British Fashion Transplants to New Zealand
This article was first published on 09 Apr 2020.
Photo by the Otago Daily Times
The first clearing and planting for the woodland garden we know as Dunedin Botanic Garden’s Rhododendron Dell began in June 1914.
It was initiated by Superintendent of Reserves, David Tannock, who had been trained at Kew Gardens in London. Not only had Tannock worked in the Rhododendron Dell there, there was also an increasing trend for establishing woodland gardens. In Britain, the period from 1900 to 1950 is regarded as the golden age of woodland gardening when many were founded throughout the UK.
They strive to recreate the feel of a beautiful natural woodland using a wide variety of usually exotic plants. Key features are moist, acidic but well-drained soil supporting three primary layers of vegetation: canopy trees, shrubs and understorey.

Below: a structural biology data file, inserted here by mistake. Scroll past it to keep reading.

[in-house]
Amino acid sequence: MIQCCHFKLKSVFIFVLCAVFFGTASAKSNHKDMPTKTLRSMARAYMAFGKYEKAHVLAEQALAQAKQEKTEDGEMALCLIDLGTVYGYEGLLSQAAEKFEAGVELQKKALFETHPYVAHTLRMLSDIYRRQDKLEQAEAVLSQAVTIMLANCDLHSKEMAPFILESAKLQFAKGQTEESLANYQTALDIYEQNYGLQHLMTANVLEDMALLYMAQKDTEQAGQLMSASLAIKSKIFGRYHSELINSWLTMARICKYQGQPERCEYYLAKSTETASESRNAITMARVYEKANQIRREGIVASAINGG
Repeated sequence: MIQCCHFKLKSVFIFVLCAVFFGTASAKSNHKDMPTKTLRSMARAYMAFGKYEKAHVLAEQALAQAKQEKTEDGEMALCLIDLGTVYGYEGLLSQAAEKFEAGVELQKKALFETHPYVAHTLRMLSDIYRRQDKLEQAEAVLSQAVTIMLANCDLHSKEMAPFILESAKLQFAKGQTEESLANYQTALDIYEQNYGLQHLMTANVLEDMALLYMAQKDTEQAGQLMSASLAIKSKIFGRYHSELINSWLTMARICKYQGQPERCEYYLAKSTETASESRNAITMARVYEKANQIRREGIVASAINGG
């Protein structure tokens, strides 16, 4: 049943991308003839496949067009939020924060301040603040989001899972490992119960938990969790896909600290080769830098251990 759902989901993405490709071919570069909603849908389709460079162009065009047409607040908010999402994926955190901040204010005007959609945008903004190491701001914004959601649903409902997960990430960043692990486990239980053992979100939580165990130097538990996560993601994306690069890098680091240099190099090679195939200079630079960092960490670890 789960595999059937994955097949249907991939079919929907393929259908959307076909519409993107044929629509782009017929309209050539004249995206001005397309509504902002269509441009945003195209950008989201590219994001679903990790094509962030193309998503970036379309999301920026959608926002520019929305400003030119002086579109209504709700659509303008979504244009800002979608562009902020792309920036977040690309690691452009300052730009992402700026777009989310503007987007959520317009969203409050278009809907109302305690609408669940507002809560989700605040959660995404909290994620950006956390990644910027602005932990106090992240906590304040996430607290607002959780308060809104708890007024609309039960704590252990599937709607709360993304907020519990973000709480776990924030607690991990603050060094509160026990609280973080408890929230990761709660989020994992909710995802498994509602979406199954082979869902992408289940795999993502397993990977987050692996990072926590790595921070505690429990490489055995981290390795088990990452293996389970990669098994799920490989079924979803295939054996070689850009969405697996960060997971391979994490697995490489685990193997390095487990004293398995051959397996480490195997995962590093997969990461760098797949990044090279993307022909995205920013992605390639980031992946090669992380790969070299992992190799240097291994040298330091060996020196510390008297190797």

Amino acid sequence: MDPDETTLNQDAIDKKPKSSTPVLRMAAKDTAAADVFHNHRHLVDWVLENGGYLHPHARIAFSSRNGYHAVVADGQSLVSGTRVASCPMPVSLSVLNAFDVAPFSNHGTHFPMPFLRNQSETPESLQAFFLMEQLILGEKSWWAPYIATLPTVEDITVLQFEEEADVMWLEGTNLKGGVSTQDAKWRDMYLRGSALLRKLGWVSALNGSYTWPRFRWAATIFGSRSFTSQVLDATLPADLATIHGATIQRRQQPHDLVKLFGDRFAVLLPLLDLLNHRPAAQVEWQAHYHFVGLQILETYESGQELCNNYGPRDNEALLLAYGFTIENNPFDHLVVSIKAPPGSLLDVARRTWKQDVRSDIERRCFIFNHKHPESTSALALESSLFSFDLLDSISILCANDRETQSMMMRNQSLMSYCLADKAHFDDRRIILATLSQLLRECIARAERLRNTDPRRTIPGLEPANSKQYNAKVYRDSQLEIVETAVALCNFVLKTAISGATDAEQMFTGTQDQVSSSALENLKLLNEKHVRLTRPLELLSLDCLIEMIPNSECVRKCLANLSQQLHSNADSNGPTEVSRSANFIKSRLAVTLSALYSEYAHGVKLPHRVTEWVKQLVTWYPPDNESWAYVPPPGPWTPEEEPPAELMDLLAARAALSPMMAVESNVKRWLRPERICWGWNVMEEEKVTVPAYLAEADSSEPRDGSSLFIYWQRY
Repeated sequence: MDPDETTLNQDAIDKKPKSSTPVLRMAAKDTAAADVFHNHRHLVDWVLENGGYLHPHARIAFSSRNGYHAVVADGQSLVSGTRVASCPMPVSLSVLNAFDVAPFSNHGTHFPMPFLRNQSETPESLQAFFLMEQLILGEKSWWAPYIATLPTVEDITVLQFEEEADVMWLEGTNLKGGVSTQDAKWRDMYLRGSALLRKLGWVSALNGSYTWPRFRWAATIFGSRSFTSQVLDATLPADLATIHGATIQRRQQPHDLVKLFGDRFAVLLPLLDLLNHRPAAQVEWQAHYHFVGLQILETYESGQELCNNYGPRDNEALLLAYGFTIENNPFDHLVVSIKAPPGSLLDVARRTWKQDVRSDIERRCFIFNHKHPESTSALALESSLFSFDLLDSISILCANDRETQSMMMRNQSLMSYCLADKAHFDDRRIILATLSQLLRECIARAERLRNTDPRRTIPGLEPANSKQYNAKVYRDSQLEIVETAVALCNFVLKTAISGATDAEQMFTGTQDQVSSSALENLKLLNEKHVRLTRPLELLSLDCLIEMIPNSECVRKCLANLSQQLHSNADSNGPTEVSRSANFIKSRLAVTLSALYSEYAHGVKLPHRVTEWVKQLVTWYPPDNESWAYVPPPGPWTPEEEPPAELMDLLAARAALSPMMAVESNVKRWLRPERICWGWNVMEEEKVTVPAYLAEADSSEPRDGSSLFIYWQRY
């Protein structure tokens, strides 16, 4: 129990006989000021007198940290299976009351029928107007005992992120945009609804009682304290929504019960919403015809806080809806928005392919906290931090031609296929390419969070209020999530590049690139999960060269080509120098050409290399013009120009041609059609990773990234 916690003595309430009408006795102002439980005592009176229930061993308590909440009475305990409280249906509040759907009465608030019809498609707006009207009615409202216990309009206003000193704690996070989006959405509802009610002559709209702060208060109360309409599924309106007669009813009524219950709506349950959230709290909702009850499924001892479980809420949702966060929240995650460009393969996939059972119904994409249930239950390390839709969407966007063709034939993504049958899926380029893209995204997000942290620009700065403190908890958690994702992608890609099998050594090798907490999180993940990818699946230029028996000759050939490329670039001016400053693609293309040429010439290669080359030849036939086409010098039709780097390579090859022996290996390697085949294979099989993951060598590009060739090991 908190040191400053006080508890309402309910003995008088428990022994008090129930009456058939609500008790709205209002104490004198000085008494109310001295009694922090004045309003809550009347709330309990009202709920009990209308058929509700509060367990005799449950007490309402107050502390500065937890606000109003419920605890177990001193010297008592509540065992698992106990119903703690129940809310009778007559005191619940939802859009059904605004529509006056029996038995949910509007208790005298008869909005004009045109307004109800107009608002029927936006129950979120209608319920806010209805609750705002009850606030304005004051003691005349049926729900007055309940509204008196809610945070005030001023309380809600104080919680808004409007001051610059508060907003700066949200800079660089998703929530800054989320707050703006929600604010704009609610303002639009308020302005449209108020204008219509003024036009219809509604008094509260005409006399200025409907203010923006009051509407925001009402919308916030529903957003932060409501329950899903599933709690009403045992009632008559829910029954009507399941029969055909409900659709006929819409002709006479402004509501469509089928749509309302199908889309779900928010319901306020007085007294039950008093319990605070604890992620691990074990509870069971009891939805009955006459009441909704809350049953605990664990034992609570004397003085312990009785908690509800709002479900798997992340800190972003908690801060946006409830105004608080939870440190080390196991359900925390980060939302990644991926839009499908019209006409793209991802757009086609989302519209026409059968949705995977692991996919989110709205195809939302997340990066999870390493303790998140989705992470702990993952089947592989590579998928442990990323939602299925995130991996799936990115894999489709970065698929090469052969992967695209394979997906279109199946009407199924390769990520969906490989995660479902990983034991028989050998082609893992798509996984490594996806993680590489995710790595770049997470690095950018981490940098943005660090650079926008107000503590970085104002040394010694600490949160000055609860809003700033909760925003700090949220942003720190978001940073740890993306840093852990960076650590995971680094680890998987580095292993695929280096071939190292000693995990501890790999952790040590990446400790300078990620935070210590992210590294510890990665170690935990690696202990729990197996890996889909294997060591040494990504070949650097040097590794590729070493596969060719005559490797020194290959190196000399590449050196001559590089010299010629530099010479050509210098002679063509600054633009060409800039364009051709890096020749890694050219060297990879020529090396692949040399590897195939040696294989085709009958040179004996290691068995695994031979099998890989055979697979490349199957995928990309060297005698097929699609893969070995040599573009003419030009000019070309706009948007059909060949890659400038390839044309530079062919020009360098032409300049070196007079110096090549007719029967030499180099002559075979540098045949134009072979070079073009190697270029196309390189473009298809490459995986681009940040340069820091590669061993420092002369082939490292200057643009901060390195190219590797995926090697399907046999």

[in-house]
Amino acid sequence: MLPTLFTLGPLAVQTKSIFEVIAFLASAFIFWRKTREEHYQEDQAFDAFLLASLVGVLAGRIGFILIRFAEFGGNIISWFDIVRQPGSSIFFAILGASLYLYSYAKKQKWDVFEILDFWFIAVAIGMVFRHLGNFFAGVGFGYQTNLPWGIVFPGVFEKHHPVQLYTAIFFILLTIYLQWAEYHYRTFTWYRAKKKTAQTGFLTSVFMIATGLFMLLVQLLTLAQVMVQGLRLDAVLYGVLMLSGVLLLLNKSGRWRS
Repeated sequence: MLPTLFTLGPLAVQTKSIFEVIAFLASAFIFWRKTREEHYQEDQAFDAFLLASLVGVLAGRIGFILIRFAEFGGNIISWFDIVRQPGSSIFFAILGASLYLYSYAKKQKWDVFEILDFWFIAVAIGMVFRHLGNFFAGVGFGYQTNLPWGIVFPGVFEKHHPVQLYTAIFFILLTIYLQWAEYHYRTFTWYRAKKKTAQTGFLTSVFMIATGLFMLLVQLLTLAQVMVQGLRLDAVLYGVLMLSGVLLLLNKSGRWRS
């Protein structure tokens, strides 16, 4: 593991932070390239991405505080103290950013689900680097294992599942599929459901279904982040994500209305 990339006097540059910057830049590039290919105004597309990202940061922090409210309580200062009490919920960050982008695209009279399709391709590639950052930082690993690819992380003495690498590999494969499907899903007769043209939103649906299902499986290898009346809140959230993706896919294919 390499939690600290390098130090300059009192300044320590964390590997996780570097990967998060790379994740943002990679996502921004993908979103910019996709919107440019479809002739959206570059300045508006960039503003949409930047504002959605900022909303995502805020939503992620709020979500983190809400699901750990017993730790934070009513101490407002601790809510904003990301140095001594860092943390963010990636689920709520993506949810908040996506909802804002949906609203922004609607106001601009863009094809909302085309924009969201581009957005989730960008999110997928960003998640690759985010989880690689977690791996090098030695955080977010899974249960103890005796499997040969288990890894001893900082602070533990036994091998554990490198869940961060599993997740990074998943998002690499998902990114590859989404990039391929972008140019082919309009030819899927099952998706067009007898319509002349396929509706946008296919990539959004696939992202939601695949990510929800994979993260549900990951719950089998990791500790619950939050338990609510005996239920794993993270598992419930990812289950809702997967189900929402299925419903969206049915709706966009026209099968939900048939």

A variety of terrains can be used but the first step is to ensure shelter for the layers beneath. Hills or gullies often have a shaded or sheltered side so underplanting can be started straight away.
In a bare area hardy trees can be planted first, such as magnolias which visually complement rhododendrons and thrive in the same soil conditions. This was done 20 years ago just beneath the azalea garden, creating eventual shelter for rhododendrons and groundcover. Rhododendrons usually form the backbone of woodland gardens because their diversity of form and stature allows them to straddle every vegetation layer.
Here in Dunedin, the Dell has a strong element of New Zealand native bush as part of the mix, giving a distinctly local feel to an otherwise exotic garden style.